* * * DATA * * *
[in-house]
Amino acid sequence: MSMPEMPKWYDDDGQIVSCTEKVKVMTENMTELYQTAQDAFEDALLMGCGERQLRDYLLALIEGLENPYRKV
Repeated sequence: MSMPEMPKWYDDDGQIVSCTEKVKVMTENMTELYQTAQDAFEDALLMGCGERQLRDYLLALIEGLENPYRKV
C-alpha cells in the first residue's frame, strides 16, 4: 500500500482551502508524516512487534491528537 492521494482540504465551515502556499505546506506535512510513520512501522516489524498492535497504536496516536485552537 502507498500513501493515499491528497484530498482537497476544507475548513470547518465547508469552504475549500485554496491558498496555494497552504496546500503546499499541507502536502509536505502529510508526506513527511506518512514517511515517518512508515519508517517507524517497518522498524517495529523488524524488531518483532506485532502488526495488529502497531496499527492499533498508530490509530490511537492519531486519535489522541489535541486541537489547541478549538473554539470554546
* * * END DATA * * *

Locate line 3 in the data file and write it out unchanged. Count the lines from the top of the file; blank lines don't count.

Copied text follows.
Repeated sequence: MSMPEMPKWYDDDGQIVSCTEKVKVMTENMTELYQTAQDAFEDALLMGCGERQLRDYLLALIEGLENPYRKV